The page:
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HPV Vaccine and Screening

Our commitment to the well-being of our South Texas community includes lowering the risk of cancers due to human papillomavirus (HPV) infection.

Doctors and researchers from Mays Cancers Center, home to UT Health San Antonio MD Anderson Cancer Center, are taking extra steps to help more adults and children learn about the benefits of the HPV vaccine and screenings.

What you need to know about HPV

How the HPV vaccine can help you and when to get it

Gardasil 9 is an HPV vaccine approved by the Food and Drug Administration (FDA) for use in the U.S. Gardasil can reduce the risk for cancers caused by HPV, including anal, cervical, vaginal and vulvar cancers. In 2020, the FDA also approved Gardasil to prevent head and neck cancers. More than 90% of cervical cancers are caused by HPV.

Lifelong protection from HPV and associated cancers requires receiving a series of shots. People have better protection when they get the full series before being exposed to the virus. Getting vaccinated before becoming sexually active provides the best protection.

HPV vaccine recommendations

HPV vaccination takes two or more doses of Gardasil, based on age and the length of time between doses:

  • Adolescents: Boys and girls should receive their first dose around 11 or 12 years old and an additional dose before turning 15. People who receive the first dose after age 15 may need three doses for effective protection.
  • Adults: People between 27 and 45 years old who did not receive all the necessary rounds of HPV vaccine, may still be eligible to complete the series. Talk with a primary care physician to find out what’s best.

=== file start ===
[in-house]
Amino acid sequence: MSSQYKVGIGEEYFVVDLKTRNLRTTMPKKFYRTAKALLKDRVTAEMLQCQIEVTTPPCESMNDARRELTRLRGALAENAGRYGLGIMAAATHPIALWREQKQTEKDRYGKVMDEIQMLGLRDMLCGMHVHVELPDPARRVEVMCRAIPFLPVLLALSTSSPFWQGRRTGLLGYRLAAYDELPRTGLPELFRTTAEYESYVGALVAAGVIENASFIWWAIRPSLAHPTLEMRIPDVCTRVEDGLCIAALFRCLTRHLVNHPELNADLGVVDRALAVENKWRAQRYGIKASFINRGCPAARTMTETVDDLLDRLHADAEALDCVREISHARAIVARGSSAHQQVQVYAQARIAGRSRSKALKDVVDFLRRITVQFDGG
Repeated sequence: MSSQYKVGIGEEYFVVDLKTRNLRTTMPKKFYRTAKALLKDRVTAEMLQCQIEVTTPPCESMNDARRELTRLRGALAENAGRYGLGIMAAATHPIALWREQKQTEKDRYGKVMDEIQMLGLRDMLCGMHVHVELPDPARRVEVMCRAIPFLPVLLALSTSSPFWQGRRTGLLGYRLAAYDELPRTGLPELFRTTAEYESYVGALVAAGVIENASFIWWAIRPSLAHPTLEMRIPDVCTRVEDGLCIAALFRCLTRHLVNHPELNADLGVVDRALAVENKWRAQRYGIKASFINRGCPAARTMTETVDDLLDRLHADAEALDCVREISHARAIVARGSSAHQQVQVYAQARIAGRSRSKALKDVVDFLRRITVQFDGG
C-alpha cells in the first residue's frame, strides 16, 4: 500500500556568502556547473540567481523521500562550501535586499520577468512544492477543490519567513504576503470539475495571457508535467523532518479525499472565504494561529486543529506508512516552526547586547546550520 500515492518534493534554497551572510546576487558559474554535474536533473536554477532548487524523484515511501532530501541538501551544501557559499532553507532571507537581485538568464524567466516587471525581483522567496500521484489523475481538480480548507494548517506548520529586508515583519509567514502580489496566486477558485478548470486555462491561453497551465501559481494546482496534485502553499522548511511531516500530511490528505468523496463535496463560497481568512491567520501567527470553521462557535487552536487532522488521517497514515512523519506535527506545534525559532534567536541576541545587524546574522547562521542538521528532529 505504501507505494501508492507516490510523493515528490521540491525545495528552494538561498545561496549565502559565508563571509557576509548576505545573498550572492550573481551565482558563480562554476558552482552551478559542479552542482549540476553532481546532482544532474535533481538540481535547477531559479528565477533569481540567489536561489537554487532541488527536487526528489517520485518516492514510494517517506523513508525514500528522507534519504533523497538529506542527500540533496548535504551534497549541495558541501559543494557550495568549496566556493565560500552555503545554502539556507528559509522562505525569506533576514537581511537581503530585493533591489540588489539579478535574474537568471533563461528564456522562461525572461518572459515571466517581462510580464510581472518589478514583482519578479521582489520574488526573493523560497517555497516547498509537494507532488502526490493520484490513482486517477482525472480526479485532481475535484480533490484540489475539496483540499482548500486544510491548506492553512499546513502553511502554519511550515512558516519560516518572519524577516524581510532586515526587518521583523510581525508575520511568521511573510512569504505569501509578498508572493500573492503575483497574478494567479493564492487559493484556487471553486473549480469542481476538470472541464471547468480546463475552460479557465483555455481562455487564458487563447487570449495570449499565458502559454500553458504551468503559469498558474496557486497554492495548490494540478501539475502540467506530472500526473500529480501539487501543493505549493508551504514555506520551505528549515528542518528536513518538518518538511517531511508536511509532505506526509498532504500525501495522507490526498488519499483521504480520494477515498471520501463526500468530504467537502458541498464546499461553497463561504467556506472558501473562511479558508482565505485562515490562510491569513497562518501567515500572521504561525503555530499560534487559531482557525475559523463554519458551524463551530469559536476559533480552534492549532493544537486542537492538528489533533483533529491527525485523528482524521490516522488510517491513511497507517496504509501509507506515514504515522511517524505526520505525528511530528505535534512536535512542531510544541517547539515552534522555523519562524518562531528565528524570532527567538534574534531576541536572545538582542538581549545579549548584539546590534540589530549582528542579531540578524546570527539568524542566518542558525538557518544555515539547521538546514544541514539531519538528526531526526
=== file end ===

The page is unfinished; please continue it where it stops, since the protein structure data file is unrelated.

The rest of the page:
HPV screening and testing

We use the Pap test (for cervical cancer) and HPV test as screening tools. These tests can detect HPV by examining cervical cells. The American Cancer Society recommends these screening tests for people ages 25-65.   

How we’re raising HPV awareness and vaccine rates in South Texas

Our doctors and researchers are making it easy for people to get access to the HPV vaccine with efforts focusing on:

  • Cancer survivors: The HPV vaccine may help lower the risk of new cancers in people who have completed cancer treatment. Find out more about life after cancer.
  • Rural communities: Our researchers work with health clinics in rural areas to educate patients and providers about HPV and the vaccine. Read more about our Community Outreach and Engagement Program.
  • Primary care: UT Health San Antonio primary care physicians frequently talk to their patients about the benefits of getting the HPV vaccine.